The exercise I'm now doing is water aerobics twice a week, a 3 - 4 mile walk with hills about twice a week, and the rowing machine for 1/2 - 1 hour about twice a week. I'm not too rigid about the plan at all-- if I don't feel like rowng, I walk instead. And the calories are flexible too. If I eat 1800 in a day, I don't worry about it. One thing I noticed right away: if I drop my calories lower than about 1200 per day, all weight loss stops, my body slows down, and I can't do anything. There's a clue, lol.

In terms of eating, I only have a couple of rules: lower fat, lower sugar, balanced diet with more fruits and veggies. I eat bread, rice, pasta, etc. I found out right away that I need the carbos to fuel the exercise. If I don't eat a steady reasonable level of carbos, I get hypoglycemic. So it turns out that I usually eat 4 -6 small snacks/meals per day.

I make sure I include a treat once in a while so I don't feel like I'm living a Spartan existence. For example, once a month we go to the local blues society for music and dancing, and I'll have a couple of beers and some nachos. I record the food, then go back to the usual routine tomorrow. No big deal, no angst, no perfectionism, no guilt.

I try to vary the diet a lot from day to day, to get in as many different nutrients as possible, and I take a multi-vitamin mineral tablet. I also drink three 1 liter units of Calistoga water daily without fail, sometimes more.

That's about it. I've done a lot of research and thinking over the past couple of years, and the books I found most helpful are the Covert Bailey "Fit or Fat" series, "Thin for Life" by Anne Fletcher, and "1001 Simple Ways to Lose Weight" by Gary L. Rempe. I read a lot of the other diet books, Ornish, Carbo Addict, Sugarbusters, etc. but decided to go my own way. The disadvantage of this approach is, I often felt I just didn't know what I was doing, didn't have the skills. The advantage is, you learn the skills over time by trial and error. Losing weight is a skill that takes practice, like learning to play the flute, or knitting.

And I'm very very lucky to have a husband who loves me no matter what weight I am, but who says he admires me for all the work I've done. I'm lucky that he decided to jump on the bandwagon with me, and he's lost about 20 lbs. so far too.

I stay motivated by trying new things all the time, to keep it interesting. New foods, new cooking ideas, "luxury" fruits, etc. I buy new earrings or something like that as a reward. I'm also planning to try new activities now that I'm stronger: this spring I may try Latin dance lessons, and really learning to swim. Then again I've always had a fantasy about taking ballet.... anything's possible now.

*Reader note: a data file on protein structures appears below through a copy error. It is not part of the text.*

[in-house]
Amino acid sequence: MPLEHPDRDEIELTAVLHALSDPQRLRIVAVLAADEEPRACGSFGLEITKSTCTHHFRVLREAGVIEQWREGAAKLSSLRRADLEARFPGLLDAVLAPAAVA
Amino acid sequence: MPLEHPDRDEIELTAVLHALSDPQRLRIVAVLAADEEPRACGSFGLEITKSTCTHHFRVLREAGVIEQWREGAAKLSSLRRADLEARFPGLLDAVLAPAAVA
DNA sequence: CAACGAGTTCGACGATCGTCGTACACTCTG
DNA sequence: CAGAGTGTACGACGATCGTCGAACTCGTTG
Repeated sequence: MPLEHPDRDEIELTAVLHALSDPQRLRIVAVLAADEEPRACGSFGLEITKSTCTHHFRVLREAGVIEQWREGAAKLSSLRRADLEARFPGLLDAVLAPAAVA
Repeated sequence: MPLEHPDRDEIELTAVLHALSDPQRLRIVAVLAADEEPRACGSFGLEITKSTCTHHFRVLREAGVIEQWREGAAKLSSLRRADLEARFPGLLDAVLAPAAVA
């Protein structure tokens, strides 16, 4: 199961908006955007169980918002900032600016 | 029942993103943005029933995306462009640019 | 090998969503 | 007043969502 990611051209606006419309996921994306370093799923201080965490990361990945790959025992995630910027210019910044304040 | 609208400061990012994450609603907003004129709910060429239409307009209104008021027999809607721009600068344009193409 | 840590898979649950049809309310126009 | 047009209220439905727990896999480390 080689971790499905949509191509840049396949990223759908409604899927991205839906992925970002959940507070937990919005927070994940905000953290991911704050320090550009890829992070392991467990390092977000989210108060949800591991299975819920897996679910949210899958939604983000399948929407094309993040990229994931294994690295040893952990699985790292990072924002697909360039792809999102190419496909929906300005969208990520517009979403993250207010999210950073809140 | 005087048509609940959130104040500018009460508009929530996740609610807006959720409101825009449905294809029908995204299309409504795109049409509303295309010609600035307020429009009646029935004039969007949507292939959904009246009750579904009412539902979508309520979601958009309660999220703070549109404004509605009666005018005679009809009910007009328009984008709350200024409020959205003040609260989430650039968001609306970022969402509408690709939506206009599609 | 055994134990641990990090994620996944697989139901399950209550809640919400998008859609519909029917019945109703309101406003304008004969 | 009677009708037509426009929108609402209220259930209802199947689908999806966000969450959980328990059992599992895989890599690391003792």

Age 48, 5'6" Living with PCOS.
Start: January 1, 2002, 220 lbs., size 24
Current: 163 lbs, size 10 - 12, 39"-31.5"-39.75"
Goal: size 10 in Levi's 515 jeans.
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Old 02-05-2004, 04:32 AM   #7
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What finally worked for me (after spending most of my life dieting with no lasting success) was just what Karen said: the combination of weightlifting, cardio, and nutrition. When I joined a gym and realized that I had no idea what I was doing, I put myself in the hands of a trainer there and gave him five weeks. I told myself that I would do exactly what he said for five weeks ó no arguments, no deviations, no cheats ó since I reasoned that I could survive anything for five weeks. If I didn't like it or it didnít work, I was out of there.

He started me off on 1600 calories a day of what bodybuilders call ďcleanĒ food: lean protein, complex, unprocessed carbs, and some good fats. About 45% protein, 25% carbs, 30% fat (Iíve tracked everything in Fitday from Day One). I printed off my Fitday menus every day and he checked them over (boy, that kept me from cheating!). He started me on an elliptical for 20 minutes a day for cardio. And he got me working out with weights, which I discovered ó much to my amazement ó that I loved.

Saying that it worked was an understatement. Probably because I was so un-used to exercise, my body went into some kind of shock and started losing fat and building muscle very quickly. Needless to say, my partnership with my trainer didn't end when five weeks were up! We stuck together and he continued to tweak the program until I lost 122 pounds in a little less than a year (132 pounds of fat lost and 10 pounds of muscle gained).